SciX@UNSW Science Extension Program

Are you a senior high school student interested in trying your hand at your own scientific research project? Whether you are looking for a Science Extension research project and mentor or just interested in getting started in science research now, we invite you to take part in SciX@UNSW, taking part annually in January. 

SciX@UNSW supports Science Extension students and other keen high school students to complete their research projects by providing them with access to UNSW Science’s world-leading researchers, research tools and facilities. Students are placed in small groups focused on a particular research area and technique. Each group’s UNSW Science mentors, current PhD students and practicing researchers, will introduce students to research and tools at the frontier of scientific knowledge, supporting students in developing their individual hypothesis and carrying out their independent research project. 

The centrepiece of the SciX experience is a one-week intensive summer school. The planned dates for SciX2022 are 17th – 21st January.

If you would like to be emailed about the opening of applications for the SciX2022 program, please sign up to the expression of interest mailing form here.

How It Runs

Our leading academics and science educators have designed a set of tools, resources and equipment to support students to investigate their selected line of inquiry around a specific research topic. The research projects offered are overseen by our academic research staff and are delivered primarily by our research PhD students. You can view a selection of our previously delivered projects below.

SciX 2020

Why SciX@UNSW?

Intensive Summer School to fast-track your project

During the SciX summer school week, you will be involved in regular lecture and workshop group lab sessions, delivered for 2021 via video conferencing.  During these interactive sessions you will learn new science and new techniques in data creation, collection and analysis that will enable you to get a great start with your project.

Authentic syllabus-aligned projects developed by our experts

All research projects have been developed by UNSW scientific researchers in collaboration with high school science teachers to ensure that they are thought-provoking to students and aligned with the course syllabus. Senior scientists have reviewed each project to ensure they are interesting, suitable and technically feasible for Year 12 students.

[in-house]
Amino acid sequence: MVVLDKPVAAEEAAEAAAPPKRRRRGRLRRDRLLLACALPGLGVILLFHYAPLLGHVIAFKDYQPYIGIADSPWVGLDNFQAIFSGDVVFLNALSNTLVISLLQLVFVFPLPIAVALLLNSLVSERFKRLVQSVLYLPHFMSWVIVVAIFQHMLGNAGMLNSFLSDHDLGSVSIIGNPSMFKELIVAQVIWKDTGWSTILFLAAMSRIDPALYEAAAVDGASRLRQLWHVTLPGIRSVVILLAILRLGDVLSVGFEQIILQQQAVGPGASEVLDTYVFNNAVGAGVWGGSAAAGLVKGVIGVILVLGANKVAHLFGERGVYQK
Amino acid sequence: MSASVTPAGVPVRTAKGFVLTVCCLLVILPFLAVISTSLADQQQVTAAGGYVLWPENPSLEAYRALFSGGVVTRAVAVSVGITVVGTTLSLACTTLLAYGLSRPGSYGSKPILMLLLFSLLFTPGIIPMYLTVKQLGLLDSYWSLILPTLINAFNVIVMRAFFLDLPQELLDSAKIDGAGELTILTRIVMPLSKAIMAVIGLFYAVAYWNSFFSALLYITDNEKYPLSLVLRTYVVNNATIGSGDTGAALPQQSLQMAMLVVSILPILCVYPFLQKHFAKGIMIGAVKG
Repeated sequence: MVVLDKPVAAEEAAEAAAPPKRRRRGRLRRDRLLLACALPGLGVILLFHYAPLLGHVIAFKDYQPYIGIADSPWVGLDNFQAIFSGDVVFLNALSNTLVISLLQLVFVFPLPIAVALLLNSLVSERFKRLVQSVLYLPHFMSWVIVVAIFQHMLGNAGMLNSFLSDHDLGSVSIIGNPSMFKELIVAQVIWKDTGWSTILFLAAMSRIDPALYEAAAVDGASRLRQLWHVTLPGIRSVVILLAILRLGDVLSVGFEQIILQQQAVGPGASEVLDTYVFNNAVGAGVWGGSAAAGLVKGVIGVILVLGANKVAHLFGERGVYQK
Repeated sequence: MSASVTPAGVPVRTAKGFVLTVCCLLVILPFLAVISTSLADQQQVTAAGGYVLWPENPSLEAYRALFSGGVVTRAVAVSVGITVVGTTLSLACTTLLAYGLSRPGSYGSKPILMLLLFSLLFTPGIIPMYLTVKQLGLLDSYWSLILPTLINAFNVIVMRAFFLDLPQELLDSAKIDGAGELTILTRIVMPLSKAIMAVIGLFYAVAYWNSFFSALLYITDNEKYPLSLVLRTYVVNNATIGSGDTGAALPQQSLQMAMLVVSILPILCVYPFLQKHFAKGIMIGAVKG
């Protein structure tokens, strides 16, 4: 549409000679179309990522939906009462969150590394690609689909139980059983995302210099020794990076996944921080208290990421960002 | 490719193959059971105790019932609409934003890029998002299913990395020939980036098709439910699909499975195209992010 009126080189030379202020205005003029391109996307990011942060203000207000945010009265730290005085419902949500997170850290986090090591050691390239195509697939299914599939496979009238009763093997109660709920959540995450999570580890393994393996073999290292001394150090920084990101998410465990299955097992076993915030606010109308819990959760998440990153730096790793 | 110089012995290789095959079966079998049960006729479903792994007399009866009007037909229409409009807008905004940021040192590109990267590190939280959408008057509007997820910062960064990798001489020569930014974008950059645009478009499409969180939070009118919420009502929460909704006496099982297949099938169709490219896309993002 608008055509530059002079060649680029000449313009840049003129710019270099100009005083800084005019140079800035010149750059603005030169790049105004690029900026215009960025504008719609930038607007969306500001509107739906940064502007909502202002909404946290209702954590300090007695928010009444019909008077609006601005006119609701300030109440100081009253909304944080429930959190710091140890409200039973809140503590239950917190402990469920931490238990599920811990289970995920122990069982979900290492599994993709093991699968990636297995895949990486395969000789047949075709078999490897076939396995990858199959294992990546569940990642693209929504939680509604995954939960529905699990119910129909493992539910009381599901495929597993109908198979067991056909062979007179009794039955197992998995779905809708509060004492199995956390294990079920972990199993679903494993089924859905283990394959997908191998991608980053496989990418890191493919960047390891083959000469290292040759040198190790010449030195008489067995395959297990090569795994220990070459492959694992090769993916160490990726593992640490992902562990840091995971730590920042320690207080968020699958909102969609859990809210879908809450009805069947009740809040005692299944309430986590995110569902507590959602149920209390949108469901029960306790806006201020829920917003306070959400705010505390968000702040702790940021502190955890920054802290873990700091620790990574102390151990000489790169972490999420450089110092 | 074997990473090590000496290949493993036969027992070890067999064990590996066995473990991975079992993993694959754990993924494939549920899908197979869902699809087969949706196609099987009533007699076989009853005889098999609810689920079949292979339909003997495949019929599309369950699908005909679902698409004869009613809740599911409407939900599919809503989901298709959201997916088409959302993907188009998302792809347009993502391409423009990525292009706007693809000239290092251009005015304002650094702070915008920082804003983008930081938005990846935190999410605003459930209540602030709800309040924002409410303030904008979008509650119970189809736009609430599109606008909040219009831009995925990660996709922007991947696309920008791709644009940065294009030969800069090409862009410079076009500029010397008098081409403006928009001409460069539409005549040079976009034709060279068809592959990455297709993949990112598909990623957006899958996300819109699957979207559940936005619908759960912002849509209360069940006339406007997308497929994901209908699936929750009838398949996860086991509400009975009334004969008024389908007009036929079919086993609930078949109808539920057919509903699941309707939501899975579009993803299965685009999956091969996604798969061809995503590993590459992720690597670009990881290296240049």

Regular support from trained mentors

Our research project mentors have been formally trained to deliver the program by UNSW staff and high school teachers. During the summer school week, mentors will carefully go through all the scientific and technical knowledge you will need to complete your project.

Be a part of a student community

Each group of students will be assigned to a research project, enabling a strong peer group so students can support each other as they work through their individual lines of enquiry. Students will participate in group forums, facilitated by their project mentor, to encourage discussions and problem-solving. We also have regular activities to connect students from across the program to network and learn from each other.

We are committed to an inclusive and well-resourced experience  

Our budget model incorporates 25% fee-waived positions, based primarily on financial need. We are committed to hiring diverse research mentors and encouraging students from diverse backgrounds to participate in SciX@UNSW. Our research mentors are paid at a fair rate to support the quality and values of the program.

Selection of Previous SciX@UNSW research projects

Astronomy is a rich and diverse scientific research area, covering a range of topics from star formation to galaxy evolution.

You might have seen headlines like this in the news: “Without any social distancing, Covid-19 could have killed 40 million people this year”. There is still so little we know about this new virus, so how did epidemiologists come up with these figures?

Many industries globally are dependent on our understanding of aerodynamics, such as travel, freight, motorsports, and power generation. Accurate design and analysis of airfoils and wings allow us to increase the performance of aircraft, wind turbines, F1 cars etc.

As a discipline, cognitive science explores how the brain takes in information about the world, how it represents information about the world, and how it uses it. Through elegant experiments, cognitive scientists have learned a lot about how perception, attention, and memory work.